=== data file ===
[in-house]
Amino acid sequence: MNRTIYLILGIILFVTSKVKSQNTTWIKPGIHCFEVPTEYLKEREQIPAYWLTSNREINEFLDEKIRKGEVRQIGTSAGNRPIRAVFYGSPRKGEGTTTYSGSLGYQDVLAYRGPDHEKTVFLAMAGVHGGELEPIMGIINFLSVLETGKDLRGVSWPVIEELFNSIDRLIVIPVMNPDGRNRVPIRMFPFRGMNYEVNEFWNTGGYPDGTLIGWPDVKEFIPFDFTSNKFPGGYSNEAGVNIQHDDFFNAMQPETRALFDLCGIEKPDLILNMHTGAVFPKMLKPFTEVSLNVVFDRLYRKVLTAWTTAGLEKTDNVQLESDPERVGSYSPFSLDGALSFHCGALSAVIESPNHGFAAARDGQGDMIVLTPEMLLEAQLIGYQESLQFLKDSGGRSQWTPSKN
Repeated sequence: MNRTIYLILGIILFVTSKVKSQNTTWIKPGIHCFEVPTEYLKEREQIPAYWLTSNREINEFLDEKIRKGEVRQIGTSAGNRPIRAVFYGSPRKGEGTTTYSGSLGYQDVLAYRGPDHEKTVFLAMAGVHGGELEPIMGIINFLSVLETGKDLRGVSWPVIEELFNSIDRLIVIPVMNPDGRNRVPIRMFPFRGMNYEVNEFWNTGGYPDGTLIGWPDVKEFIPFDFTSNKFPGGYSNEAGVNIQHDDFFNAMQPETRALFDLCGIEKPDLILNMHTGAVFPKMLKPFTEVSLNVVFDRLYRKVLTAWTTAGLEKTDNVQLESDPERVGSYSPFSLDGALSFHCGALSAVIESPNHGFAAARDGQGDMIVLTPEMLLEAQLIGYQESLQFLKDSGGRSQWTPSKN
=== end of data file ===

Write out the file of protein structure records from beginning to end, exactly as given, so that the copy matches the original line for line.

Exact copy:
[in-house]
Amino acid sequence: MNRTIYLILGIILFVTSKVKSQNTTWIKPGIHCFEVPTEYLKEREQIPAYWLTSNREINEFLDEKIRKGEVRQIGTSAGNRPIRAVFYGSPRKGEGTTTYSGSLGYQDVLAYRGPDHEKTVFLAMAGVHGGELEPIMGIINFLSVLETGKDLRGVSWPVIEELFNSIDRLIVIPVMNPDGRNRVPIRMFPFRGMNYEVNEFWNTGGYPDGTLIGWPDVKEFIPFDFTSNKFPGGYSNEAGVNIQHDDFFNAMQPETRALFDLCGIEKPDLILNMHTGAVFPKMLKPFTEVSLNVVFDRLYRKVLTAWTTAGLEKTDNVQLESDPERVGSYSPFSLDGALSFHCGALSAVIESPNHGFAAARDGQGDMIVLTPEMLLEAQLIGYQESLQFLKDSGGRSQWTPSKN
Repeated sequence: MNRTIYLILGIILFVTSKVKSQNTTWIKPGIHCFEVPTEYLKEREQIPAYWLTSNREINEFLDEKIRKGEVRQIGTSAGNRPIRAVFYGSPRKGEGTTTYSGSLGYQDVLAYRGPDHEKTVFLAMAGVHGGELEPIMGIINFLSVLETGKDLRGVSWPVIEELFNSIDRLIVIPVMNPDGRNRVPIRMFPFRGMNYEVNEFWNTGGYPDGTLIGWPDVKEFIPFDFTSNKFPGGYSNEAGVNIQHDDFFNAMQPETRALFDLCGIEKPDLILNMHTGAVFPKMLKPFTEVSLNVVFDRLYRKVLTAWTTAGLEKTDNVQLESDPERVGSYSPFSLDGALSFHCGALSAVIESPNHGFAAARDGQGDMIVLTPEMLLEAQLIGYQESLQFLKDSGGRSQWTPSKN